House Minority Leader Nancy Pelosi said she feels “no ownership” in helping to pass the continuing resolution set for floor consideration Thursday.
Pelosi did not indicate how she would vote for the agreement hatched by Speaker John Boehner (R-Ohio), Senate Majority Leader Harry Reid (D-Nev.) and President Barack Obama, but at a press conference with reporters the California Democrat offered little encouragement that her Caucus would help pass the measure that has drawn fire from House conservatives.
“I haven’t made any statement as to how I would vote but it was pretty evident the House Democrats were not a part of that agreement,” Pelosi said of the CR deal, which makes $38 billion in spending cuts.
“It was evident that the Republicans in the House and the Democrats in the Senate were the two majorities; they had the votes and so they had the strength to negotiate and the president presided over that,” she went on. “I feel no ownership of that or any responsibility to it except that we do not want to shut down the government.”
Pelosi said Democratic leaders are not whipping the vote. Her comments come less than one day after a new Congressional Budget Office analysis projected that the deal would trim this year’s deficit by a mere $352 million from last year’s spending levels by the end of the fiscal year, if war costs aren’t included. If war costs are included, the deficit goes up $3.3 billion from the CBO’s earlier projections.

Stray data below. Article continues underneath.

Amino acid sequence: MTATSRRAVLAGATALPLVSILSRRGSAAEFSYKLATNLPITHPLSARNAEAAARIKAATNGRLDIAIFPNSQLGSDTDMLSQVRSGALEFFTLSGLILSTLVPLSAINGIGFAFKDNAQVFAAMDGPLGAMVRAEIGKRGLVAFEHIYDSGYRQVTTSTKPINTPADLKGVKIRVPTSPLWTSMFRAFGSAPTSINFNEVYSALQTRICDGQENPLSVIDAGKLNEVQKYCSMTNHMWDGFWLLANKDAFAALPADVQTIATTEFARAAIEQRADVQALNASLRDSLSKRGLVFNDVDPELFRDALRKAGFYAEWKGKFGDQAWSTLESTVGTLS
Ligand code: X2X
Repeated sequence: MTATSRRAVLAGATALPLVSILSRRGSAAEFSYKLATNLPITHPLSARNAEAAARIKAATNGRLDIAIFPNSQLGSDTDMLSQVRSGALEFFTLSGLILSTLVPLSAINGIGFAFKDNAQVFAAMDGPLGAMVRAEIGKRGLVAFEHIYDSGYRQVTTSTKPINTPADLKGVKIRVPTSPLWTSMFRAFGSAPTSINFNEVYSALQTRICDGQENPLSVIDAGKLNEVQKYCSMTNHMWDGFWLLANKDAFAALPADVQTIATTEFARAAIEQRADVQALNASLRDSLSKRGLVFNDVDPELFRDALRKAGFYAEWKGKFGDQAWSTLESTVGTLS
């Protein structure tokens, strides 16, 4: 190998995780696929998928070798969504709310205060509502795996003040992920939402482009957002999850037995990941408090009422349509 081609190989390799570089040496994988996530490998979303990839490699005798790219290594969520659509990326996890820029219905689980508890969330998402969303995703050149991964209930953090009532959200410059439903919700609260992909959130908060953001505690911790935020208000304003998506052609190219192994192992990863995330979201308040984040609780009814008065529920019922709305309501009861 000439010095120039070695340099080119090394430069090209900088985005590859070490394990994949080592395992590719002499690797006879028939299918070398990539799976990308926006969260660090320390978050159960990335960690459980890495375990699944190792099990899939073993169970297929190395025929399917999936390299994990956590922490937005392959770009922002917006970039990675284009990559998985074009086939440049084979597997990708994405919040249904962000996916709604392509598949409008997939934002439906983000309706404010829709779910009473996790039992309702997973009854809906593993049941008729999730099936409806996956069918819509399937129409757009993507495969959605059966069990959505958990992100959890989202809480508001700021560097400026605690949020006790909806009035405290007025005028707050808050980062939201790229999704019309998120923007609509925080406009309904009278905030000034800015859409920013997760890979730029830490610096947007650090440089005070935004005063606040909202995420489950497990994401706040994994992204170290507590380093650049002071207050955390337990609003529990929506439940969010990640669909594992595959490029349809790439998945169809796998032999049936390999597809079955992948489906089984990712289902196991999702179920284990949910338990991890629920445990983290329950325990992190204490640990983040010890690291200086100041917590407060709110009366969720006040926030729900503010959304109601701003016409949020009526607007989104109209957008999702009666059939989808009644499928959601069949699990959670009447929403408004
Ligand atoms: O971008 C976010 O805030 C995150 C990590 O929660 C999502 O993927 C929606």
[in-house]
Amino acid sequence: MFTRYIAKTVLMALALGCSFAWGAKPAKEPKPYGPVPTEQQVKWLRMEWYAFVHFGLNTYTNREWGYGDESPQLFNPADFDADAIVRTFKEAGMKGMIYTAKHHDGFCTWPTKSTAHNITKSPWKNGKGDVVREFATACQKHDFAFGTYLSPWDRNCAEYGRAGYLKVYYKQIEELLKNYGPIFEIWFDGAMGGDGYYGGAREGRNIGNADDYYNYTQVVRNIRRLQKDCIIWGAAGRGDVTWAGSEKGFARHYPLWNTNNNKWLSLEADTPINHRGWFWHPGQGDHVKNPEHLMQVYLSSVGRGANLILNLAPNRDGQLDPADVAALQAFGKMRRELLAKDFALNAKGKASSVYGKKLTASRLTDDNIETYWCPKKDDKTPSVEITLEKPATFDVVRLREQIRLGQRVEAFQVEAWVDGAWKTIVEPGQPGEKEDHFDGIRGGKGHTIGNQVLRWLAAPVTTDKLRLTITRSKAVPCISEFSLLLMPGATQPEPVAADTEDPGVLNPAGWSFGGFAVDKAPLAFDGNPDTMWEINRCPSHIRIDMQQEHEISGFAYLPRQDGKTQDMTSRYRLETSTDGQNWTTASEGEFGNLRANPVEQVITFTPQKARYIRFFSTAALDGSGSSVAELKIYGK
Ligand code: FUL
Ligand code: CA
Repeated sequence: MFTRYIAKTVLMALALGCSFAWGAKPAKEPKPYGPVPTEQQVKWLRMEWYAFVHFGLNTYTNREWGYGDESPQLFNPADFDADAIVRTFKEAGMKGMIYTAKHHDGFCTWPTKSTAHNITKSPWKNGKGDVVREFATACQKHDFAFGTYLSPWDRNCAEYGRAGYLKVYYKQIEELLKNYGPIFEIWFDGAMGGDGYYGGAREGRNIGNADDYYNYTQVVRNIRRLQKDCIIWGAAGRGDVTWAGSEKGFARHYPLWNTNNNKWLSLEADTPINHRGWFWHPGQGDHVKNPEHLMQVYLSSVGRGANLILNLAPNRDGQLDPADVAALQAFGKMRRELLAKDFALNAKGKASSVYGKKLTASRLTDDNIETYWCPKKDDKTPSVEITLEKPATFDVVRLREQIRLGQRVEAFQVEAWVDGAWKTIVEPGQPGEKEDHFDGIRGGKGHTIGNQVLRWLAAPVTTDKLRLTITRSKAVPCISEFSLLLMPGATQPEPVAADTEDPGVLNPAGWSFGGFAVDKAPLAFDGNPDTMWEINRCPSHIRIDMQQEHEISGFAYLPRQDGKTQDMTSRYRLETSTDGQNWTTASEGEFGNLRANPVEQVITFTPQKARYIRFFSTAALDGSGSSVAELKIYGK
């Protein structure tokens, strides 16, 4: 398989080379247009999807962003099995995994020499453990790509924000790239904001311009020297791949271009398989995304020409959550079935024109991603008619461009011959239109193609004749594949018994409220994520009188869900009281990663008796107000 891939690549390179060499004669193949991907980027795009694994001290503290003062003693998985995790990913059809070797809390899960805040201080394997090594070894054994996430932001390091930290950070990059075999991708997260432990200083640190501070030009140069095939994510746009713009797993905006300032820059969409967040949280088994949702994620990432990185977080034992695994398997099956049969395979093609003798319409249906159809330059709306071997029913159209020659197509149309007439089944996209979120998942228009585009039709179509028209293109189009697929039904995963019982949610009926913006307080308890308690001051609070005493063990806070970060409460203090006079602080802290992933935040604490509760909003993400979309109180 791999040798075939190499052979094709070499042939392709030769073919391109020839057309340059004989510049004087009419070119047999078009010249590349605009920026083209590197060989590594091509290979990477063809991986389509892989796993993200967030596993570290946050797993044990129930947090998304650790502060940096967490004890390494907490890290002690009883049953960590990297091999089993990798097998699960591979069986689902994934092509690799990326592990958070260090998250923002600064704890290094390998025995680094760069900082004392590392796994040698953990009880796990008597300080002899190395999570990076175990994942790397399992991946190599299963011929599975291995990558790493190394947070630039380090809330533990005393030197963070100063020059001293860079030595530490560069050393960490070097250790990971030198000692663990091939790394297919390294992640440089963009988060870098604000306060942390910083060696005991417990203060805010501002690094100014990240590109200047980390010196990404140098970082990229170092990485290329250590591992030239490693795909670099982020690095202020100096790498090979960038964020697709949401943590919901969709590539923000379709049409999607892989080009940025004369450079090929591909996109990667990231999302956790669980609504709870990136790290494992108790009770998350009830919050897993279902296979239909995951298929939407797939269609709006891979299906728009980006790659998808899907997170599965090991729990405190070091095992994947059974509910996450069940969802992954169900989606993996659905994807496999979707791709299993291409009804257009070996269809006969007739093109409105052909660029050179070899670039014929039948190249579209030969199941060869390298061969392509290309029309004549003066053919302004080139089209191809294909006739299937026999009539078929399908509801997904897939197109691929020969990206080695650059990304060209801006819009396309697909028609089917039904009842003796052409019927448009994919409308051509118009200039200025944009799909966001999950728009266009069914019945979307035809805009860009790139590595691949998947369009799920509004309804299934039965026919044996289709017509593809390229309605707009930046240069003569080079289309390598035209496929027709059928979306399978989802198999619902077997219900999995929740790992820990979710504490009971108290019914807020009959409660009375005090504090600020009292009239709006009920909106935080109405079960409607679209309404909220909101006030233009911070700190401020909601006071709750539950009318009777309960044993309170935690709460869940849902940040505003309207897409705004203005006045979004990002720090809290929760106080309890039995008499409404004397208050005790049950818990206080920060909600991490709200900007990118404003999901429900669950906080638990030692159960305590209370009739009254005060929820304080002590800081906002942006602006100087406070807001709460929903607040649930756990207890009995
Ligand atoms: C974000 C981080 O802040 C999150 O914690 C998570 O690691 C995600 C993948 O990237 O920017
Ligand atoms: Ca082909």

It’s not immediately clear how the new cost estimates will affect the GOP vote count, but Republicans say they remain confident they will have enough votes to pass the measure later Thursday.
Hillary Rodham Clinton, center, along with former Secretary of State Madeleine Albright, right, and Annette Tilleman-Dick, left, wife for former Rep. Tom Lanots, D-Calif. Clinton was honored with the Tom Lantos Human Rights Prize during a ceremony last week at the Cannon House Office Building. Previous winners include the Dalai Lama and Elie Wiesel.
Each year since 1990, CQ Roll Call has reviewed the financial disclosures of all 541 senators, representatives and delegates to determine the 50 richest members of Congress. This year's report, derived from forms covering the calendar year 2012, shows it took a net worth of $6.67 million to crack the exclusive club.